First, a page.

Dishonored Review (Dueling Reviews 1)
New big-budget IPs are somewhat of a rarity these days. With rising production costs, publishers are less likely to try something different. The new ideas -- the radical ideas -- are often left to smaller, lower-budget indie developers willing to try out something new, to pull an interesting twist on an established gameplay mechanic.
Dishonored is the big-budget, fresh approach game we desperately need. It’s the new and interesting gameplay with a massive marketing campaign and budget title that was all but forgotten among the seemingly never-ending onslaught of sequels. While the core gameplay has been explored many times before, the freedom it offers players is something never seen yet. It’s a breath of fresh air and is also a reassuring pat on the back that creativity and risk among big studios is not entirely dead.
Dishonored is a first-person stealth game in which you play the role of Corvo, previously hired to protect the Empress and her daughter in a kingdom where whaling and the ocean are the primary economic drives, and steampunk technology is present in everything from transportation to street lamps. It’s a wonderful aesthetic that gives the world a unique and exotic setting far removed from the glut of gray-and-brown war zones seen in modern games.
Not long after the action begins, something goes horribly wrong, and the remainder of the game is spent trying to obtain vengeance. How you go about revenge is up to you and presents one of the game’s biggest mechanics right away: choice.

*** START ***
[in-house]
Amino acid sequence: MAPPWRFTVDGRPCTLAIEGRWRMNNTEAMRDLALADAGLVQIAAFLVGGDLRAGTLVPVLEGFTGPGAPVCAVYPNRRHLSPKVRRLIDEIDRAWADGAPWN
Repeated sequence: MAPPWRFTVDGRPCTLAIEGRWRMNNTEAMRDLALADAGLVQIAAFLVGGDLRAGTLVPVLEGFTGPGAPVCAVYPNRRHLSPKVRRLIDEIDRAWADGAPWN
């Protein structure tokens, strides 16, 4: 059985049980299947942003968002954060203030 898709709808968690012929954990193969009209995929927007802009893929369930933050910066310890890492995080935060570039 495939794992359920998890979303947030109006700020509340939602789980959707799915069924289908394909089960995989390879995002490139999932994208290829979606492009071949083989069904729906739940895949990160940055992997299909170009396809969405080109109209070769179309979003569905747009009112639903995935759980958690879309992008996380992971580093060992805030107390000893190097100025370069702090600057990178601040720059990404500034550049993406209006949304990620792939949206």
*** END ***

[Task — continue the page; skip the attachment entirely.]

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Choice in video games is hardly a new mechanic, and while some games attempt to make the player’s choices have long-lasting effects, a majority are arbitrary, meant to give the illusion of choice, and beyond a different ending or slight altering of the game itself, choice brings very little consequence and accountability to the player.
In Dishonored, the way the game presents choices is done not only to affect the eventual outcome of the story but also to subtly alter the difficulty along the way. Unlike other stealth games, Corvo does not have access to copious amounts of weapons to slaughter his way through a situation if things go sour. Your main firearm, while upgradable, is slow, cumbersome, and really only useful when extremely close to enemies. Long-range weaponry comes in the form of a crossbow with a variety of bolts, but Covo is limited in how many he can carry. Killing enemies and leaving a heavy body count causes zombie-like enemies called Weepers to emerge. You can most certainly go full-on Rambo in levels (and get a completely different ending for the game), but it’s very clear from the get-go that stealth is the preferable (and more fun) route to take.
Stealth offers a variety of options to lethally and nonlethally take down your opponents. Sleep-inducing bolts can be used from a distance, and other gadgets will help you trap your enemies and methodically take them out one by one. However, the strongest weapons you will have at your disposal is your character’s mobility and supernatural abilities.
Corvo is incredibly nimble. He is able to climb obstacles and boxes as well as quickly disappear into vents and perch on ledges with ease. When he does find himself surrounded, he is able to make a quick get-away or use his various gadgets to allow himself plenty of room for escape. If the decision comes that an enemy needs to taste steel, Corvo is armed with a small but effective collection of sword blocks, parrys, and counters. Sword fighting feels violent and swift but never relies on button mashing. Careful attention needs to be used to appropriately counter enemy strikes.